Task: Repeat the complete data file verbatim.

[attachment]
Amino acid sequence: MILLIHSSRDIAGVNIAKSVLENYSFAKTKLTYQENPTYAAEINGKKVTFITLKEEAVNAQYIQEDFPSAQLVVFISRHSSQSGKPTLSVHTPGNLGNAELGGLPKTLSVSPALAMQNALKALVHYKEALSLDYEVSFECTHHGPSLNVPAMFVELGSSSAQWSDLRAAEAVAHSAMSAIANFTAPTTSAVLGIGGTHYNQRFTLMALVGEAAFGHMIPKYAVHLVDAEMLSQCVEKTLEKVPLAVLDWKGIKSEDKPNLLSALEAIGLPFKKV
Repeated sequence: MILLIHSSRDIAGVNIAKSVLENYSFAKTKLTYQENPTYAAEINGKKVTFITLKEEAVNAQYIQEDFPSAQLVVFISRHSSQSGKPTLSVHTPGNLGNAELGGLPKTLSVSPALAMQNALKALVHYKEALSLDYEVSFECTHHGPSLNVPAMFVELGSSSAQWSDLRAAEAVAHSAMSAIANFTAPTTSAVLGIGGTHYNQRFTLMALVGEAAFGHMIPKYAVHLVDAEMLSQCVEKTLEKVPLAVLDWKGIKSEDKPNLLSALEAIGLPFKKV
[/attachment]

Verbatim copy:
Amino acid sequence: MILLIHSSRDIAGVNIAKSVLENYSFAKTKLTYQENPTYAAEINGKKVTFITLKEEAVNAQYIQEDFPSAQLVVFISRHSSQSGKPTLSVHTPGNLGNAELGGLPKTLSVSPALAMQNALKALVHYKEALSLDYEVSFECTHHGPSLNVPAMFVELGSSSAQWSDLRAAEAVAHSAMSAIANFTAPTTSAVLGIGGTHYNQRFTLMALVGEAAFGHMIPKYAVHLVDAEMLSQCVEKTLEKVPLAVLDWKGIKSEDKPNLLSALEAIGLPFKKV
Repeated sequence: MILLIHSSRDIAGVNIAKSVLENYSFAKTKLTYQENPTYAAEINGKKVTFITLKEEAVNAQYIQEDFPSAQLVVFISRHSSQSGKPTLSVHTPGNLGNAELGGLPKTLSVSPALAMQNALKALVHYKEALSLDYEVSFECTHHGPSLNVPAMFVELGSSSAQWSDLRAAEAVAHSAMSAIANFTAPTTSAVLGIGGTHYNQRFTLMALVGEAAFGHMIPKYAVHLVDAEMLSQCVEKTLEKVPLAVLDWKGIKSEDKPNLLSALEAIGLPFKKV